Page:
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Northern Alberta town unanimously approves Pride crosswalk

A tale of two towns: Barrhead, 30 minutes from Westlock unanimously approved Pride crosswalks weeks after Westlock voted to ban them.
About 150 supporters on June 4 joined Cailin Clarke, an advocate for Barrhead's non-heterosexual community, to paint the first rainbow pride sidewalk on Main Street and Kowalski Drive (50 Avenue) in 2022. Here Clarke (in front of the pride flag on the right) and former Barrhead native Janis Irwin, MLA for Edmonton-Highlands-Northwood (on Clarke's left) pose with some of the supporters in front of a half-complete crosswalk.

The Town of Barrhead will have a crosswalk painted in Pride colours for the third straight year.

Councillors unanimously approved the request, which was made in writing by Caitlin Clarke, an advocate for the Two-Spirit, lesbian, gay, bisexual, transgender, queer or questioning (2SLGBTQ+) community, to paint a Pride crosswalk for Pride month in June during their March 26 meeting. She made the request as part of the Barrhead United Church's OutProud group.

Roughly 20 group members were in the public gallery, including Clarke.

The crosswalk will be adjacent to the TD Bank and Tim Hortons on Main Street across 51st Avenue.

In the first year, the crosswalk was at Main Street and 50 Avenue, while last year, it was 50th Avenue at the 51st Street intersection in front of the town municipal office.

Coun. Rod Klumph said before they approved the request council needed to discuss potential safety issues regarding "decorated crosswalks", talking for more than 10 minutes about pedestrian accident statistics and traffic safety documents, specifically referring to crosswalk design and other municipalities' crosswalk policies, singling out Strathcona County and Edmonton in particular.

He noted that Alberta Transportation has a guide outlining the proper markings for crosswalks.

Klumph also noted that the United Nations, through the World Health Organization, has published a document on pedestrian safety.

"One comment that struck me as I read through it is that more pedestrians are injured in marked crosswalks, which makes sense because if you funnel [pedistrians] to cross at one location, there are going to be accidents of some sort, and statistics are going to go up," he said, adding the document also states that seniors are disproportionally represented in pedestrian crosswalk accident statistics due to their lessening physical abilities.

Klumph proposed that the municipality needs to do more to educate the public on proper pedestrian safety etiquette, especially about how people at controlled or uncontrolled crosswalks need to let drivers know their intentions to cross the street.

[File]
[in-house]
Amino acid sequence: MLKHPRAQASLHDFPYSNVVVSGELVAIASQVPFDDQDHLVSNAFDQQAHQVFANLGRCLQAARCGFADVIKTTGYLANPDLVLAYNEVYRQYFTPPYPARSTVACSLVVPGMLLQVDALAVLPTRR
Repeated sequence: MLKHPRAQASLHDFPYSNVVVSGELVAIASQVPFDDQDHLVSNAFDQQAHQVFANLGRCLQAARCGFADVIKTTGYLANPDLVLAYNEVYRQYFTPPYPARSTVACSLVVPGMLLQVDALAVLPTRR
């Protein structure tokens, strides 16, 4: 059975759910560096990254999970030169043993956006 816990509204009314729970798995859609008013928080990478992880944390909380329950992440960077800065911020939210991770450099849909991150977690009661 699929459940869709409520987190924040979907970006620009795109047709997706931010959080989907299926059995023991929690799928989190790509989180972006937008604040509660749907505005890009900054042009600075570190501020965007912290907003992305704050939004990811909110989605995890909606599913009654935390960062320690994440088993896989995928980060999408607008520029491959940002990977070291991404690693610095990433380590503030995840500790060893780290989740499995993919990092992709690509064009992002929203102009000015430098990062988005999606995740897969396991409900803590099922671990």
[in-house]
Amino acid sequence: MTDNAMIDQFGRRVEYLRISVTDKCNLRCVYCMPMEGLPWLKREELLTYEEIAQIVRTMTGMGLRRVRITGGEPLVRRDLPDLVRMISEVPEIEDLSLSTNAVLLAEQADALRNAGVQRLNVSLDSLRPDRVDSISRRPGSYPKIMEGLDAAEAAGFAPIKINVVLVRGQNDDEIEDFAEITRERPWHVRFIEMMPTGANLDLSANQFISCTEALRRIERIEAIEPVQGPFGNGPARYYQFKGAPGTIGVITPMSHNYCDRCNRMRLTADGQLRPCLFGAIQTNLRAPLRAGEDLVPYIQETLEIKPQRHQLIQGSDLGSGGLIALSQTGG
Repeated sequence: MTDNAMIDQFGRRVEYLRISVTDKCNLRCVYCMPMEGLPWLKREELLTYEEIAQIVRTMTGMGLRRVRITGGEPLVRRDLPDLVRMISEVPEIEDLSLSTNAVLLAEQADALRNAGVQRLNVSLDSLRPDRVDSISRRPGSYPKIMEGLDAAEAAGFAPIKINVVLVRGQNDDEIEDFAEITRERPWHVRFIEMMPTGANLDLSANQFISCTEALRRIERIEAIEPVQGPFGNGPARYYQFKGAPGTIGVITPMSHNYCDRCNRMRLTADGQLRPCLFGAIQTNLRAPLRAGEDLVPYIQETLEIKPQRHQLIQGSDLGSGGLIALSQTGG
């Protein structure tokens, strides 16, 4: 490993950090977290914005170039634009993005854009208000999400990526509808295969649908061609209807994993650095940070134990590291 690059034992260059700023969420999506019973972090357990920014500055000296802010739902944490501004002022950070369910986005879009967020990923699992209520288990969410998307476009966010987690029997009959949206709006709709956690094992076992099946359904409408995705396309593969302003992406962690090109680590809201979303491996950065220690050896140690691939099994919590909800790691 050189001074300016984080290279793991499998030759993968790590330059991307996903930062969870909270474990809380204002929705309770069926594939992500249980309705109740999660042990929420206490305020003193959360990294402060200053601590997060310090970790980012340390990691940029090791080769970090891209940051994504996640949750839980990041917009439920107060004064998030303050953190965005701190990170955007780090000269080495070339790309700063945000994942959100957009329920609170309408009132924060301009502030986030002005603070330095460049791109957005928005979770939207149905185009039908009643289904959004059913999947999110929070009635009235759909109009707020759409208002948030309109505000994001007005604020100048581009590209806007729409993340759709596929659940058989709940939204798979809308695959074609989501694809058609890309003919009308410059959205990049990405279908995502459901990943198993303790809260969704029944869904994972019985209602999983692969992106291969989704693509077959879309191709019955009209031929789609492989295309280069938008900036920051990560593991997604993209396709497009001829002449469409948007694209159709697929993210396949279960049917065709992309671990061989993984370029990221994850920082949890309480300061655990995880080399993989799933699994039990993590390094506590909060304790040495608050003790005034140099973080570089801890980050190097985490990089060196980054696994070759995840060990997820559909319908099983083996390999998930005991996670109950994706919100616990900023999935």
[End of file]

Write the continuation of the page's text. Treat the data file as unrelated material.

He also suggested that the municipality create a crosswalk policy, including a section on "decorated crosswalks", such as the one proposed by the OutProud group of the United Church, modelled after the City of Edmonton policy.

"It is a pretty good document because it gives guidelines on how decorative crosswalks must be designed," Klumph said. "You can have them, but there should be guidelines because there is a safety issue with decorative crosswalks."

Klumph said there could be potential liability issues regarding decorative crosswalks and how they are painted, which is another reason why he suggested the town have a crosswalk policy.

He said Edmonton's policy limits "decorative" crosswalks to controlled intersections only due to safety concerns and pedestrians' failure to recognize them as crosswalks, adding last year's Pride crosswalk was at an unsafe location.

"We don't want to put our residents in peril when crossing the street," he said. "We want the groups that may want to have a decorative crosswalk to adhere to best practices."

Klumph then moved to instruct administration to draft a crosswalk policy using Edmonton's policy as a template.

Mayor Dave McKenzie said such a policy is unnecessary as the province has already addressed most of Klumph's concerns in the Alberta Traffic Safety Act or other legislation.

Councillors Don Smith, Dave Swatzky, and Anthony Oswald said while they could support having such a policy, they added it would be unlikely they could have one in place before June. They suggested they approve the OutProud application and discuss a possible crosswalk policy at a later date.

"Let's approve Pride for 2024. We know what it looks like; we've done it for two years, and then, if we want to have a policy on decorative crosswalks, which I agree makes sense, have that discussion sometime in the future," Smith said.

Oswald added that while he supported, in principle, creating a decorative crosswalk policy, the approval of the Pride crosswalk and potentially drafting a policy are separate issues.

"It needs to be put on an agenda as a separate item and not be part of this discussion," he said.

Klumph then withdrew his motion.

Assaf interjected that he was pleased that the OutProud group had asked to put the Pride crosswalk at the four-way stop intersection.

"We want to send out the message that Barrhead is an all-inclusive community," he said. The intersection is so perfect because we could have a Pride crosswalk going one way, another celebrating and bringing attention to Indigenous issues, one for our disabilities coalition, and one for our Legion members recognizing our veterans."

Assaf had difficulty finishing his last statement as the gallery broke out in applause.

Barry Kerton,

Barry Kerton

About the Author: Barry Kerton

Barry Kerton is the managing editor of the Barrhead Leader, joining the paper in 2014. He covers news, municipal politics and sports.
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